Milestone mania

July 27, 2009

The S&P 500 index is approaching 1,000, Nasdaq is nearing 2,000, the Nikkei is above 10,000 and Dow could surpass 10,000 soon.

Welcome to the world of milestone mania, where investors give emphasis on nice round numbers.

U.S.-based wealth management firm Fisher Investments give a few thoughts on the milestones and the danger of having blind faith in them.

In ancient Rome, Emperor Augustus placed a pillar in the centre of the Forum, marking the starting point for a system of roads. The roads were marked every mile, or the distance covered in 1,000 paces (mille is Latin for 1,000), by a stone. These milestones became important markers to travellers, helping them sense the distance between two points and determine how far they travelled in relation to Rome.

“In investing, however, milestones are simply misleading. What do markets know of milestones—of beginnings, distance, and endpoints? Nothing—numerical milestones are meaningless to markets and have no historical forecasting power whatsoever,” Fisher says.
“If markets start creeping toward those higher, round numbers, don’t be surprised if technical analysis enthusiasts appear out of the woodwork, attributing vital significance to those levels—claiming reaching or not reaching those markers will show how markets will do going forward. This is faulty reasoning—ignore.”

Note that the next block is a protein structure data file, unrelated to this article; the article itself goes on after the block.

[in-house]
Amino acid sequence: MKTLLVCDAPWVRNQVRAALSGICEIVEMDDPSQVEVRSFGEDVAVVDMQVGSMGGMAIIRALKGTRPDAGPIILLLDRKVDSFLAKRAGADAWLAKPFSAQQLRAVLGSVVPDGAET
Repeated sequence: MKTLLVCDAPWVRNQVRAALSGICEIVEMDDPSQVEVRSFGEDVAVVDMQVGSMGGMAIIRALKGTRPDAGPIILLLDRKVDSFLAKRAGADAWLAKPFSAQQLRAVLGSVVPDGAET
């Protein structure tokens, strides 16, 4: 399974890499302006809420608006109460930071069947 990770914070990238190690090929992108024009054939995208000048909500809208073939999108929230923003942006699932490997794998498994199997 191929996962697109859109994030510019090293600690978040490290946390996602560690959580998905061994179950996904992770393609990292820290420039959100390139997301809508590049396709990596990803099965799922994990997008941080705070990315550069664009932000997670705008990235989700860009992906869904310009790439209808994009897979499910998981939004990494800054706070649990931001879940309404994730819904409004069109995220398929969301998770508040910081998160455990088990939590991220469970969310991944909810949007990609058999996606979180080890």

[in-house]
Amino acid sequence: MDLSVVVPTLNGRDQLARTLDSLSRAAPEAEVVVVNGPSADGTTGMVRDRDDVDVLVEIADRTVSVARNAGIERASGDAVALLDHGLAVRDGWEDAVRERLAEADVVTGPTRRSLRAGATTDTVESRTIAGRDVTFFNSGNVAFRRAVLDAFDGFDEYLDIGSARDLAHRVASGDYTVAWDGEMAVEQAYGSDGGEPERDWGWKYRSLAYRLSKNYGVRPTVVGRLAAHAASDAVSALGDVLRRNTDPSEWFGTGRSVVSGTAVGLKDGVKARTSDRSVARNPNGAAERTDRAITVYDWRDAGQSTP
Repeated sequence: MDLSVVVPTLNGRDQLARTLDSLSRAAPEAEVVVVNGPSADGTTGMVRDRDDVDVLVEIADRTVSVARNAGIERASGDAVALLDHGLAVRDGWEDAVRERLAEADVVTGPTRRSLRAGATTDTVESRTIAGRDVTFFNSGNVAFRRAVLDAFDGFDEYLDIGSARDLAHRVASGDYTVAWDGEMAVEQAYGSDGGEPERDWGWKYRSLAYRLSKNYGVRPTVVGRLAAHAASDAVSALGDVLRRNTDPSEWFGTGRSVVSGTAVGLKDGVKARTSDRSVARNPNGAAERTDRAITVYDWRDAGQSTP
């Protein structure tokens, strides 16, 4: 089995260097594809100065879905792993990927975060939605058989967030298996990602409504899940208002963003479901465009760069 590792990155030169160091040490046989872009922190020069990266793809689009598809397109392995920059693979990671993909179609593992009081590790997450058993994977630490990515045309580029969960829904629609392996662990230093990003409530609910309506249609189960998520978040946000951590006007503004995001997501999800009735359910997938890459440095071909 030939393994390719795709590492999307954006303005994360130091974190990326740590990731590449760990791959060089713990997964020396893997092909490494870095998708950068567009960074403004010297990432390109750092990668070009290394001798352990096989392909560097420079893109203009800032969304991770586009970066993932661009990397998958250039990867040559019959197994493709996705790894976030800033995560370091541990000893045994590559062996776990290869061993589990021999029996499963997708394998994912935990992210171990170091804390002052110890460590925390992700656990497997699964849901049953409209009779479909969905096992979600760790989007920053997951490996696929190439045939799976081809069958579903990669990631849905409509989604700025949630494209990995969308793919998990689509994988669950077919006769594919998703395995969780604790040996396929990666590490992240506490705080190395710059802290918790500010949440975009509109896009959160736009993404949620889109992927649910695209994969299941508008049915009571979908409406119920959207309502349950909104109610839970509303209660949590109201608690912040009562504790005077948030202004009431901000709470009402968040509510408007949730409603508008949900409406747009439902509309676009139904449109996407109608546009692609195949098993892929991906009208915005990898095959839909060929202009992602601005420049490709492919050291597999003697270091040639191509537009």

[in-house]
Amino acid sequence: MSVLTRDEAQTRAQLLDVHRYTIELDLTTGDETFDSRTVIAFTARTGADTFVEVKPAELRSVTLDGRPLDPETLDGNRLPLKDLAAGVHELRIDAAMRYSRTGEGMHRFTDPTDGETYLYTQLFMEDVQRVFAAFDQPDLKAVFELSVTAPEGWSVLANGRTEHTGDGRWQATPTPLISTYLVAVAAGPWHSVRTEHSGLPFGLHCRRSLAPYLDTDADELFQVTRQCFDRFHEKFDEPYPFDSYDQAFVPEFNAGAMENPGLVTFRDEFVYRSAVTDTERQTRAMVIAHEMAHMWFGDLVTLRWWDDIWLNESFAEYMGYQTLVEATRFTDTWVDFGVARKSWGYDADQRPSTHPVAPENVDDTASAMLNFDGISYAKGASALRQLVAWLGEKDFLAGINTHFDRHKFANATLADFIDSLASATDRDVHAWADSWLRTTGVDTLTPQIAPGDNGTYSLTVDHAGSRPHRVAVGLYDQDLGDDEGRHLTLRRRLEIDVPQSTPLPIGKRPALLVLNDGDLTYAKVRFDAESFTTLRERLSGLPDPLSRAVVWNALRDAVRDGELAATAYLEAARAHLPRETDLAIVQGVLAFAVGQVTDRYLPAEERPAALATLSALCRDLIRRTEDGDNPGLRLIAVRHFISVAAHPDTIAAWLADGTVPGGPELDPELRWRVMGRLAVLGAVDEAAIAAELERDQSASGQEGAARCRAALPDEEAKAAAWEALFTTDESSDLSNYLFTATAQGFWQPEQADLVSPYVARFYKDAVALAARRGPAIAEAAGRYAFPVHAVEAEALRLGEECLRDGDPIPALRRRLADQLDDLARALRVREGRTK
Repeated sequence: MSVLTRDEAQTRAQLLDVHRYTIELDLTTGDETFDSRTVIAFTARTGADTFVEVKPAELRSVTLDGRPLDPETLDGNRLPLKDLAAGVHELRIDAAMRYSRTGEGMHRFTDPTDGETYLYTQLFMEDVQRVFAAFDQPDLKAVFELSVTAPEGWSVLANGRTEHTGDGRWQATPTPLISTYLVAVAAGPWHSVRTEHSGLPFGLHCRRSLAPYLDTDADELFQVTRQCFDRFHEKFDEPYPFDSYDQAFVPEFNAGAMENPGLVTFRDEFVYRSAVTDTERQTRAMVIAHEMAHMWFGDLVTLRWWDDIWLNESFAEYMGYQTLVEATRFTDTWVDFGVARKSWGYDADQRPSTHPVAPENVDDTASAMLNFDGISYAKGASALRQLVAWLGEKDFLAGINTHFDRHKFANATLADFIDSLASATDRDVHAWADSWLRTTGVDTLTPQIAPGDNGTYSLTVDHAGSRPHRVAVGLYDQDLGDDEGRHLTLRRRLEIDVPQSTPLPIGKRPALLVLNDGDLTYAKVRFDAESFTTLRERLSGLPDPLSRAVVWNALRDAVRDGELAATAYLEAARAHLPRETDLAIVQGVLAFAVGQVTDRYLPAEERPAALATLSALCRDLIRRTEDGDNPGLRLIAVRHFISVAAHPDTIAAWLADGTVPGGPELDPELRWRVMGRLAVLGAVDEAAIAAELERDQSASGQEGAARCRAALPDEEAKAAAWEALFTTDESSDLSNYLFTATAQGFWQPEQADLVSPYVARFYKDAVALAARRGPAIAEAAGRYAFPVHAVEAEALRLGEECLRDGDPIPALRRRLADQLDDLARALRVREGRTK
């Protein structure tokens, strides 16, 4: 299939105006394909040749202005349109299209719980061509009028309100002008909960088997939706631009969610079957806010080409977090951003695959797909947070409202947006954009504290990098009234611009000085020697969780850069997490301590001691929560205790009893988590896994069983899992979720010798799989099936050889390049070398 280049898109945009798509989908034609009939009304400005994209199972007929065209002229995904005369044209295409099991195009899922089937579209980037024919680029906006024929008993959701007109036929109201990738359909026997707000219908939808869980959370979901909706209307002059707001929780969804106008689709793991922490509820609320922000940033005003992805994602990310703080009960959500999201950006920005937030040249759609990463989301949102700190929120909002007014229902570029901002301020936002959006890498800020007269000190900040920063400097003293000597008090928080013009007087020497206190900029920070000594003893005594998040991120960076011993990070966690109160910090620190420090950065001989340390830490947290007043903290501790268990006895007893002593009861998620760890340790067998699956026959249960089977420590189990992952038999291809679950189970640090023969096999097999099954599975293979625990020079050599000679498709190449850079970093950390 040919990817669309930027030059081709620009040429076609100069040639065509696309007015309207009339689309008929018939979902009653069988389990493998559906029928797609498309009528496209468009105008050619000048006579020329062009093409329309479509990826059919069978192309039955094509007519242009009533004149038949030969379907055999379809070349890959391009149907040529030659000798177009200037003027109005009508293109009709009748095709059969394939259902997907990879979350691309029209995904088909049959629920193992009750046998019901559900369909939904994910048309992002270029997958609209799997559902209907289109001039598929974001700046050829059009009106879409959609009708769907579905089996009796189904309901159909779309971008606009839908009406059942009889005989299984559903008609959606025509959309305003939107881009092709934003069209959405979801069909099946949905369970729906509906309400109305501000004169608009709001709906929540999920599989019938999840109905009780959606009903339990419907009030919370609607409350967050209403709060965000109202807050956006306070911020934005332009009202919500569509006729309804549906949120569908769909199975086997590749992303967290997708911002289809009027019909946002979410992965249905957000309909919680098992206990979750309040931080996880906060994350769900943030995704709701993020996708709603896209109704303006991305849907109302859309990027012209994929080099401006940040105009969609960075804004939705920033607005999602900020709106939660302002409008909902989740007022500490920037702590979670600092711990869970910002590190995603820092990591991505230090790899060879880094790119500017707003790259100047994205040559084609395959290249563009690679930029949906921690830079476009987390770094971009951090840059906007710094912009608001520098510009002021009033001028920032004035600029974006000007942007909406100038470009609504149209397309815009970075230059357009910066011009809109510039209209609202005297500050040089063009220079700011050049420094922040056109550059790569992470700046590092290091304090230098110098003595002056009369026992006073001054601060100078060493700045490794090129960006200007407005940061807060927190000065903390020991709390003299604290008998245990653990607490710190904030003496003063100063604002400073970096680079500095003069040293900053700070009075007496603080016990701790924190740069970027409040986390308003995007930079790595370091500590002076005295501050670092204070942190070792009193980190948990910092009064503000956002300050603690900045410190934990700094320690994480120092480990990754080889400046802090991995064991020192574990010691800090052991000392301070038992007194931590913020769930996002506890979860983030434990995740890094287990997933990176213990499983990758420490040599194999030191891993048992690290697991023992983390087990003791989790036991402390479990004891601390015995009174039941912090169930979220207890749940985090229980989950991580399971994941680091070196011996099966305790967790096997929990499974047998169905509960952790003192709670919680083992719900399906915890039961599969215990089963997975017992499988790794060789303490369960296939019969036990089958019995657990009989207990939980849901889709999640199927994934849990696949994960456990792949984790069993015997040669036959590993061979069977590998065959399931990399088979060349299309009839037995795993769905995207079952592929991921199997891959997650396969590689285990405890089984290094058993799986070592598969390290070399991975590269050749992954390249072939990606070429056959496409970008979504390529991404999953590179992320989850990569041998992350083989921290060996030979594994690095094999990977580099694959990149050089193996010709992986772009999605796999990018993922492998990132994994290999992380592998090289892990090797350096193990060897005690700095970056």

2 comments

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I’m not sure that your argument is entirely correct. Broadly speaking, over a mid to long-term investment horizon, milestones are indeed useless and a foolish thing to “put much stock in”. However, there remains the question about whether the (very) short term technical analysis by momentum traders can hold sway over price movements. If everyone is using the same tools, the same models, to forecast so called “significant” levels, then isn’t there the possibility that price movements become a self fulfilling prophesy as these traders react to what their models tell them? This seems to be particularly true with currencies, though perhaps your argument was about indexes for which the case is harder to make given their constituent components.

Posted by sjackson | Report as abusive

Look at the size of those feet! Must be Phelps.

Posted by Paul M. | Report as abusive